Wastewater Treatment Facilities Still Have Needs and Concerns When it Comes to Energy Savings


Like water supply systems, waste water systems use a great deal of electricity used for pumping, air compressors and various support systems.  In addition to being able to host solar and wind systems for onsite generation, waste water systems can also be configured to produce bio-methane which is an excellent source of energy for boilers or cogeneration systems.  Unfortunately, when a waste water utility invests in anaerobic digesters and generation equipment, the resulting electric power earns Class 1 Renewable Energy Credits (RECs) which have been valued around $2/MWh. This compares to Solar Renewable Energy Credits which have recently been earning $100-150/MWh.

New Jersey also has to develop acceptable in state resources for sewage sludge disposal.  The current paradigm of landfilling this material in state or shipping it hundreds of miles out of state is not a sustainable or responsible solution.  The BPU and DEP should jointly develop policies and spearhead efforts to find in state uses including use as energy resource or other sustainable solutions. If sewage sludge is incinerated this should only be done with technologies which can assure that the emissions will meet NJ clean air standards and that will to the maximum extent feasible recover the energy so that the use of fossil fuels can be reduced.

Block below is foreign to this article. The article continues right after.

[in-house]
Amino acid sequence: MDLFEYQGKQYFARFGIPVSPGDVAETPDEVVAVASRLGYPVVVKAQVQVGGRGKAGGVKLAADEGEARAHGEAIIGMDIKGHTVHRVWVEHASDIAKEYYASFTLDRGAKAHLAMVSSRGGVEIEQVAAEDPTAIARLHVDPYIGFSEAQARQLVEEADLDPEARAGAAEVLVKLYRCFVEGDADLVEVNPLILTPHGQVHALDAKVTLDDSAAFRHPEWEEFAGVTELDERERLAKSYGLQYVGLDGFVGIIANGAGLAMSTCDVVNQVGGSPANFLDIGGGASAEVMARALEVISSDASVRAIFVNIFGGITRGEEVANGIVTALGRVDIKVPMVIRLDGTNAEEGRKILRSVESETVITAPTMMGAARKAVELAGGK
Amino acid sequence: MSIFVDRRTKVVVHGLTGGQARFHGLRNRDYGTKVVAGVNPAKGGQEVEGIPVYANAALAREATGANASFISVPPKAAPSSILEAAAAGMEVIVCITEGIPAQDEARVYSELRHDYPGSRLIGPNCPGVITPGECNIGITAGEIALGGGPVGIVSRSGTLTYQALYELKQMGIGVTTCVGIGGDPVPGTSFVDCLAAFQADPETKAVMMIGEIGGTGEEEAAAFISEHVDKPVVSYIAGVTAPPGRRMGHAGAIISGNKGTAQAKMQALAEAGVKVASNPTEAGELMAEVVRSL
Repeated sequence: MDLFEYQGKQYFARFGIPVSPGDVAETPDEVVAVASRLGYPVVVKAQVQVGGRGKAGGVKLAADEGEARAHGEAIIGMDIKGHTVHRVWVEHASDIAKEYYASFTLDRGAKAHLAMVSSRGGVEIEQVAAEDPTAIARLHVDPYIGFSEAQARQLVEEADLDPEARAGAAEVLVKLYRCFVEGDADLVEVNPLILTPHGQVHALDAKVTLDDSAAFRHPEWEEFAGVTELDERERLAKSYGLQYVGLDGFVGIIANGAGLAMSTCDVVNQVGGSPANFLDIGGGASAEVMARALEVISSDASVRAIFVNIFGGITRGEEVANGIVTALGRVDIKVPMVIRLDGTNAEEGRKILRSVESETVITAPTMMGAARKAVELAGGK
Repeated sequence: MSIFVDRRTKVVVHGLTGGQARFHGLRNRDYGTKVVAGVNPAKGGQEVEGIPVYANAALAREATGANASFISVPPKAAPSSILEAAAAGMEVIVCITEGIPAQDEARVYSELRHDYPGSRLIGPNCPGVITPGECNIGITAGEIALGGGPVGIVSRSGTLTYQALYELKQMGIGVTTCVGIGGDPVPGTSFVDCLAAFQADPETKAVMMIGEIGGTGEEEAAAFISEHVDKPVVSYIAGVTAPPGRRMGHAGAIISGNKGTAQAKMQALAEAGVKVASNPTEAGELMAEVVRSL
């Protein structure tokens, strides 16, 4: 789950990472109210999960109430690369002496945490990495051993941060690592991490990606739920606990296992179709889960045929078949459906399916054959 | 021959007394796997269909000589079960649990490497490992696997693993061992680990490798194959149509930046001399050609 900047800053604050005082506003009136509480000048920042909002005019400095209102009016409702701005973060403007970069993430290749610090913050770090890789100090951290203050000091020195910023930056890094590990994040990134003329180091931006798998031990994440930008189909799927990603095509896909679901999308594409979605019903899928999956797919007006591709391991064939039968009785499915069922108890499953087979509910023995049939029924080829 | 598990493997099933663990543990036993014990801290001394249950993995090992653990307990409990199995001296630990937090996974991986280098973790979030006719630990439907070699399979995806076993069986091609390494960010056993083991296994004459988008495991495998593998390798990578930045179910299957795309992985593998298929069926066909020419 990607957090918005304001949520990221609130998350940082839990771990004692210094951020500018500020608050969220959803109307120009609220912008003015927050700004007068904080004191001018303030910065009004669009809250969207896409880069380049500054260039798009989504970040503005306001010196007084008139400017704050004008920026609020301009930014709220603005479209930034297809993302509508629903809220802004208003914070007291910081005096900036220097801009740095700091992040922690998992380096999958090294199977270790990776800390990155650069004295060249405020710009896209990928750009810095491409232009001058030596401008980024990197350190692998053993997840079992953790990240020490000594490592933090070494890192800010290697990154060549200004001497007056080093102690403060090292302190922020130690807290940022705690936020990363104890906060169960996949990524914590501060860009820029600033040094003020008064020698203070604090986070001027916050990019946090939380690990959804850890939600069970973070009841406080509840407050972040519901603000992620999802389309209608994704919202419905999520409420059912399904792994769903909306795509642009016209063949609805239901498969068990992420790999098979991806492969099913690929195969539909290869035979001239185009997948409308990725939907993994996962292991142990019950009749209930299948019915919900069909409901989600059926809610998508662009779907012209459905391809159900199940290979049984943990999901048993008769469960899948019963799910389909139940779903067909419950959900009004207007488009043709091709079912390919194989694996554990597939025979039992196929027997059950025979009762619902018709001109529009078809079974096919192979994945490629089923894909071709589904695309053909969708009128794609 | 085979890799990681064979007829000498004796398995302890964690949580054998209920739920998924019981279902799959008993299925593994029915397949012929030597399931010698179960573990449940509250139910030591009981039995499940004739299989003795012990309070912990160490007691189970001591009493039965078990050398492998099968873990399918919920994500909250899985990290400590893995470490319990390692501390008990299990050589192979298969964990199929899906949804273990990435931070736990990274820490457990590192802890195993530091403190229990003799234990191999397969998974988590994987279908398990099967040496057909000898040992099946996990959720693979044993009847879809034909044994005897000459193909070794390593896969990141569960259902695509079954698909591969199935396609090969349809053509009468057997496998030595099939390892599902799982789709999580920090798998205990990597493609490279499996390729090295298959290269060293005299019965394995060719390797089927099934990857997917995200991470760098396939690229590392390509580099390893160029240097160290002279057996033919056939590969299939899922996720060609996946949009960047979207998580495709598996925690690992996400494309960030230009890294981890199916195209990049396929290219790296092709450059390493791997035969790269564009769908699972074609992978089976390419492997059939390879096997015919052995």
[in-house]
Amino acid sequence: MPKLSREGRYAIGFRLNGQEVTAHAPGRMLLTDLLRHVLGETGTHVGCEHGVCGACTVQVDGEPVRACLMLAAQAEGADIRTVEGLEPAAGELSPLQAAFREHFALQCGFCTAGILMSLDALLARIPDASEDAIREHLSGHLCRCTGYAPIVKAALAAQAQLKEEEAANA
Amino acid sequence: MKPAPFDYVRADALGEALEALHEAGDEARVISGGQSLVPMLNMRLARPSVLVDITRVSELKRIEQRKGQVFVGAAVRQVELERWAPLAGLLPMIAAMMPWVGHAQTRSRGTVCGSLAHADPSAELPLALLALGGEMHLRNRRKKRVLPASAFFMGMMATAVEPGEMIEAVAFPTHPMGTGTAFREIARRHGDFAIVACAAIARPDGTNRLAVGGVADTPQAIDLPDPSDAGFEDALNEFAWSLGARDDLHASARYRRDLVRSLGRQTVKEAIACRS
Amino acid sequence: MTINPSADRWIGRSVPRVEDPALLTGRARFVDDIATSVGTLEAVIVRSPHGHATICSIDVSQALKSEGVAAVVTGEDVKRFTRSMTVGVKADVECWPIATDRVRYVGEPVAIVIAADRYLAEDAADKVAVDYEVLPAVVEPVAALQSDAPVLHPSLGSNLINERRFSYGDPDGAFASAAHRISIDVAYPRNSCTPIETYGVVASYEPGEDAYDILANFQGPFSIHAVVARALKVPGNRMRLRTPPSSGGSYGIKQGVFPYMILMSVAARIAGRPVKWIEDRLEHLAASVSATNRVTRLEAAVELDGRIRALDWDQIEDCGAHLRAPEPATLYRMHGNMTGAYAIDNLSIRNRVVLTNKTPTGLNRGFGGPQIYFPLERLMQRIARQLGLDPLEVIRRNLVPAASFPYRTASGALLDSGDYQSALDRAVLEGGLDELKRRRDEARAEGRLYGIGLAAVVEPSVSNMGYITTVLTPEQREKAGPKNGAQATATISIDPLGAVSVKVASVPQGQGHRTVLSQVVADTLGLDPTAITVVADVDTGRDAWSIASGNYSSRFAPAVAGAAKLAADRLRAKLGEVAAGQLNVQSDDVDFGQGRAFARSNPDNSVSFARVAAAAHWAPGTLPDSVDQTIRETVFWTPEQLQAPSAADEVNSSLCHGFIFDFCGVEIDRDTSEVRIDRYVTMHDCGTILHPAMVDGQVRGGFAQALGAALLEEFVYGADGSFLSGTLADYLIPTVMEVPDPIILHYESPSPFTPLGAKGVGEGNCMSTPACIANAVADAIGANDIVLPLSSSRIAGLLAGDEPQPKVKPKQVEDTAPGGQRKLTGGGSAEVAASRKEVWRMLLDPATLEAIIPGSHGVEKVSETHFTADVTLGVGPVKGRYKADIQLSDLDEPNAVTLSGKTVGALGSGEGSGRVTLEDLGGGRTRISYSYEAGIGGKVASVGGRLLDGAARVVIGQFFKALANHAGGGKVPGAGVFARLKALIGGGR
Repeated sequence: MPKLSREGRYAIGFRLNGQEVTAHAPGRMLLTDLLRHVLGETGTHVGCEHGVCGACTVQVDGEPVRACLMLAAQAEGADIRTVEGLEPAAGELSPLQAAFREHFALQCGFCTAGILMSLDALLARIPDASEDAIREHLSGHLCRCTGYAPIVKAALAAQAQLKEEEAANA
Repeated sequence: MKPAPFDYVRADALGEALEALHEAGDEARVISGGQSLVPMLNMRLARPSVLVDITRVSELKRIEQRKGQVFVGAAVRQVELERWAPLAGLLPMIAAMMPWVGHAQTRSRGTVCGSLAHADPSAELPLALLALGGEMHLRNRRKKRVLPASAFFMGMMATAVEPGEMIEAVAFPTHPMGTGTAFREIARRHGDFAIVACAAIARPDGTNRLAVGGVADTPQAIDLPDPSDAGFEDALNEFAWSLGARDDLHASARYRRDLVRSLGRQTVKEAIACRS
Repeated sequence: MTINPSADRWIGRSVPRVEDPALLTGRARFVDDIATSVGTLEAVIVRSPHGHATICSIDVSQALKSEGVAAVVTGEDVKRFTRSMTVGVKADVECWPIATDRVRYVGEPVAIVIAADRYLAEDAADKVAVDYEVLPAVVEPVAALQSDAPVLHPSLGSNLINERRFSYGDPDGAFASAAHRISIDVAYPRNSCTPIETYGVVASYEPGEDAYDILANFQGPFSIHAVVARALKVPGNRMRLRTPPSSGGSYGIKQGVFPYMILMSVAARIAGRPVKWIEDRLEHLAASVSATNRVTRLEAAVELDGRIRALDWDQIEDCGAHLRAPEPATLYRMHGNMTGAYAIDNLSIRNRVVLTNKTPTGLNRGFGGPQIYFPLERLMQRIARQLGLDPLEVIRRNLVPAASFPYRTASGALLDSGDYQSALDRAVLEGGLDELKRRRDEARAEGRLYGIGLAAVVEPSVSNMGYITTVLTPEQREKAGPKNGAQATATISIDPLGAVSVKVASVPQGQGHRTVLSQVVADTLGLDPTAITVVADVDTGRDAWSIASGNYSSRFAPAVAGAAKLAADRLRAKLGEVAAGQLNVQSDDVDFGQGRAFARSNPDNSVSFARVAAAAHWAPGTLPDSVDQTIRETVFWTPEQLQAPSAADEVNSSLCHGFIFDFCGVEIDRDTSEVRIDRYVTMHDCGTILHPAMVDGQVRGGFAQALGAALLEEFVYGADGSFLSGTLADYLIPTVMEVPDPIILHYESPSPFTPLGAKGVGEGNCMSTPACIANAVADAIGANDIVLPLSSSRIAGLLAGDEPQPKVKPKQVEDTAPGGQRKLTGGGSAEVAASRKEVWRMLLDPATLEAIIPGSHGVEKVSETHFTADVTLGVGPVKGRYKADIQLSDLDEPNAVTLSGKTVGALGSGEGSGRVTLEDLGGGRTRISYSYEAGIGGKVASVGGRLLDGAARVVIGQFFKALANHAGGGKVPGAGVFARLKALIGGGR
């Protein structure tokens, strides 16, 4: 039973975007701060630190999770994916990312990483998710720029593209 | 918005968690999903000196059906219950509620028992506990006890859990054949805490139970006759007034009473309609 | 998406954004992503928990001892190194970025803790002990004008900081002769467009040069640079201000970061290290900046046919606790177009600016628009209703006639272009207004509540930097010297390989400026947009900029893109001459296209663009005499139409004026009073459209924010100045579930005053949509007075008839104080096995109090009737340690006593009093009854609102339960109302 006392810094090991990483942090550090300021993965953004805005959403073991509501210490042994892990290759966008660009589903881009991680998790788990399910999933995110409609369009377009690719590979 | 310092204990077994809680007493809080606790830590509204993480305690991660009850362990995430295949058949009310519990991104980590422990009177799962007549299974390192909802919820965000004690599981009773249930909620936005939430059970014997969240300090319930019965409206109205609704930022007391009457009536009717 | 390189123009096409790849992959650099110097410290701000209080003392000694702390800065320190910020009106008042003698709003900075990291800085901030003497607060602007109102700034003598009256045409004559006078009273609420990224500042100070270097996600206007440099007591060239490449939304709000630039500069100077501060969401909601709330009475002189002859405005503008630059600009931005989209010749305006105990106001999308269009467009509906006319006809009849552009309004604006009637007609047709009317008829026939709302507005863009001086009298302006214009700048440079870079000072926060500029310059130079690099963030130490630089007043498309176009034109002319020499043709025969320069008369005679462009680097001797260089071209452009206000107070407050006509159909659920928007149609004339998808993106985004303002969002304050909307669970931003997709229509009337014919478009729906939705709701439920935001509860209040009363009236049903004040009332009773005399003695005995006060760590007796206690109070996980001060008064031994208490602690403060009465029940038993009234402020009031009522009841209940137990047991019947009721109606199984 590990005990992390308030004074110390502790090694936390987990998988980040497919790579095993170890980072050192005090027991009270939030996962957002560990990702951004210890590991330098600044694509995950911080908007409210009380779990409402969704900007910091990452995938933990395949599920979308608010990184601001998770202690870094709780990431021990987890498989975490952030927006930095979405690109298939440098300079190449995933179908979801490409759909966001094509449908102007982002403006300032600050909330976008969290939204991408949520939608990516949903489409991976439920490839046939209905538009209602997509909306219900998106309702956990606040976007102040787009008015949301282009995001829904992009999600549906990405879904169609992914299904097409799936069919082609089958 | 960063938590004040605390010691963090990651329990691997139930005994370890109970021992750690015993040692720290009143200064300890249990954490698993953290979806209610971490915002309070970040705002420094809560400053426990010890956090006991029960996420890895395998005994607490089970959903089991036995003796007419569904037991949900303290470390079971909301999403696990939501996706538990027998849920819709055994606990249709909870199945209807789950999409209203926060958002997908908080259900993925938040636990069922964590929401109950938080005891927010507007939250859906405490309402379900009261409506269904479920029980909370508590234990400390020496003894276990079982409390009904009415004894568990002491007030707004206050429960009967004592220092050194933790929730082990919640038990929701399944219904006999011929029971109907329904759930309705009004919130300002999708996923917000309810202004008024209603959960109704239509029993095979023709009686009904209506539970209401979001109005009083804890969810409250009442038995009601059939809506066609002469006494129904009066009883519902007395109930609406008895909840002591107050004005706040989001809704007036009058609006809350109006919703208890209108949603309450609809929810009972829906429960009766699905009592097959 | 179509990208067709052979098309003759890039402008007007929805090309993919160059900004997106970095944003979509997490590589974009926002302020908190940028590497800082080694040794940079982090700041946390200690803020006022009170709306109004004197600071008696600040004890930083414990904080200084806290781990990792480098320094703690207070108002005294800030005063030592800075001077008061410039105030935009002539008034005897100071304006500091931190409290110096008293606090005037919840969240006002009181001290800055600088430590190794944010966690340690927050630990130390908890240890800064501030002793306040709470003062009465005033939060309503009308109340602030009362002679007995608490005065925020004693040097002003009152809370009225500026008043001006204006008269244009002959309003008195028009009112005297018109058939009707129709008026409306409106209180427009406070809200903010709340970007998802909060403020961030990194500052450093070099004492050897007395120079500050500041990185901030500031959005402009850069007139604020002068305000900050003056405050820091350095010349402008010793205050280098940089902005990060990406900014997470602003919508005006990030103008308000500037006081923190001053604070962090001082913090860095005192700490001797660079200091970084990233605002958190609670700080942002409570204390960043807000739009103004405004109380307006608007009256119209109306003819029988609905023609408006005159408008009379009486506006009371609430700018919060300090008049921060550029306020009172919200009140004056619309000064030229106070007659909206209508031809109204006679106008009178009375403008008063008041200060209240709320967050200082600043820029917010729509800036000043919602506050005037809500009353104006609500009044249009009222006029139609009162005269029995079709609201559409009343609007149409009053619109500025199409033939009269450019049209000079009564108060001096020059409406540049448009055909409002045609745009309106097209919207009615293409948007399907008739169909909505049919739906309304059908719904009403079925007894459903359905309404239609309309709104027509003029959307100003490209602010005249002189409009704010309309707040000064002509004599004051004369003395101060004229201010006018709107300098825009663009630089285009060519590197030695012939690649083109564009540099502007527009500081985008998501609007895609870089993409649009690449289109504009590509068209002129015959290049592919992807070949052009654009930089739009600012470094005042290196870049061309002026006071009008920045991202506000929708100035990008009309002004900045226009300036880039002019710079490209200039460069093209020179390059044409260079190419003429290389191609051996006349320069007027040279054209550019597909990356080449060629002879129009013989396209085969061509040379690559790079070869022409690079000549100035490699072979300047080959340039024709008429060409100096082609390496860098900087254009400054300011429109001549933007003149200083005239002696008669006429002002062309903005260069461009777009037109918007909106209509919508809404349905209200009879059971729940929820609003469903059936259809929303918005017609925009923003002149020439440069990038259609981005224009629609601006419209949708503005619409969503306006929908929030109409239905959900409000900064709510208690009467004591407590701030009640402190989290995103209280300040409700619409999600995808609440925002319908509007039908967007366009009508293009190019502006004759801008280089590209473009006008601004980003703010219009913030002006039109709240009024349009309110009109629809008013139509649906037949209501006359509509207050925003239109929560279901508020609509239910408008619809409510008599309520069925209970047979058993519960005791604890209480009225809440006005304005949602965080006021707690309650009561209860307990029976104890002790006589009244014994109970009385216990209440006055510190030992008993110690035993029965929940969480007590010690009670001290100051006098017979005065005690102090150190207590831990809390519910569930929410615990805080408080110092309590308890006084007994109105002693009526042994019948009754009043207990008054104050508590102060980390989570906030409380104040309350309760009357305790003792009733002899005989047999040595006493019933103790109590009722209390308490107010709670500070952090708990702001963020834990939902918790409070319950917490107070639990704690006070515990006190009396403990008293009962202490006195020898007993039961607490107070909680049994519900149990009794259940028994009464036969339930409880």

In addition to the desire to use treated effluent safely to reduce pressure on potable water resources, effluent can also be an energy source.  The use of advanced heat pumps to extract heat from or reject heat to water prior to discharge is an accepted and encouraged use in Europe.  NJ regulators and energy programs should seek ways to support innovative technologies such as this to become commercially accepted. Industrial facilities also can use bio-treatment on their waste water discharge to minimize their biological oxygen demand (BOD) and help manage their water treatment cost.  A focused program to promote these technologies as well as anaerobic digesters to fairly value these onsite resources would save energy and provide justifications for the necessary investments.

If allowed, regulatory flexibility with waste water treatment processes can be interrupted or curtailed as part of a demand response program, however this is not often possible due to the environmental regulations.  Efforts in this area need to revisit the processes used for water treatment and to recognize that short term interruptions have little or no impact on the efficacy of the process, but can save thousands of dollars.  This would not ask or expect any relaxation of the final discharge permits which are in place to provide protection of our streams and rivers.  Some flexibility and cooperation in seeking the most cost effective solutions that do not compromise the environment is the mutually desired goal.

Contributor: Joseph Sullivan
Date: November, 2014


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